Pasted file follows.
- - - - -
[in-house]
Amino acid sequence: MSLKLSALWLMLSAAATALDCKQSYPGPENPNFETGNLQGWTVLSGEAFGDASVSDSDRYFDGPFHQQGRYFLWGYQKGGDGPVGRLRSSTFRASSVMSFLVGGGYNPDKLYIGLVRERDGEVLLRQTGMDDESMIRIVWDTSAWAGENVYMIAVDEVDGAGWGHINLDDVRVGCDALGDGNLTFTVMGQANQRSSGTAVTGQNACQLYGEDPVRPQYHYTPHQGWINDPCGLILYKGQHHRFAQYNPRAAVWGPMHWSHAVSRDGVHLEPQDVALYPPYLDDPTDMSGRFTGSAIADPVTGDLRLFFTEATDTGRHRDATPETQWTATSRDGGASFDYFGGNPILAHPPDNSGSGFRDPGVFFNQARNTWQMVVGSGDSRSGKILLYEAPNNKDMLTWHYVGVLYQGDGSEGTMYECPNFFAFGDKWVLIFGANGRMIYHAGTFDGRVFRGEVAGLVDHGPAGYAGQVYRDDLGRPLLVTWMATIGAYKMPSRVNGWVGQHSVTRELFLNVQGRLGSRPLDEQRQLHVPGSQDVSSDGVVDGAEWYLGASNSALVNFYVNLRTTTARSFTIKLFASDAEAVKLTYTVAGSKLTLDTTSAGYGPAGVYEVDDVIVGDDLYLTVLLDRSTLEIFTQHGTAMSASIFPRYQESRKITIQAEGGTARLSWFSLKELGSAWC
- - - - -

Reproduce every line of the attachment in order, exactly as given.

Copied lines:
[in-house]
Amino acid sequence: MSLKLSALWLMLSAAATALDCKQSYPGPENPNFETGNLQGWTVLSGEAFGDASVSDSDRYFDGPFHQQGRYFLWGYQKGGDGPVGRLRSSTFRASSVMSFLVGGGYNPDKLYIGLVRERDGEVLLRQTGMDDESMIRIVWDTSAWAGENVYMIAVDEVDGAGWGHINLDDVRVGCDALGDGNLTFTVMGQANQRSSGTAVTGQNACQLYGEDPVRPQYHYTPHQGWINDPCGLILYKGQHHRFAQYNPRAAVWGPMHWSHAVSRDGVHLEPQDVALYPPYLDDPTDMSGRFTGSAIADPVTGDLRLFFTEATDTGRHRDATPETQWTATSRDGGASFDYFGGNPILAHPPDNSGSGFRDPGVFFNQARNTWQMVVGSGDSRSGKILLYEAPNNKDMLTWHYVGVLYQGDGSEGTMYECPNFFAFGDKWVLIFGANGRMIYHAGTFDGRVFRGEVAGLVDHGPAGYAGQVYRDDLGRPLLVTWMATIGAYKMPSRVNGWVGQHSVTRELFLNVQGRLGSRPLDEQRQLHVPGSQDVSSDGVVDGAEWYLGASNSALVNFYVNLRTTTARSFTIKLFASDAEAVKLTYTVAGSKLTLDTTSAGYGPAGVYEVDDVIVGDDLYLTVLLDRSTLEIFTQHGTAMSASIFPRYQESRKITIQAEGGTARLSWFSLKELGSAWC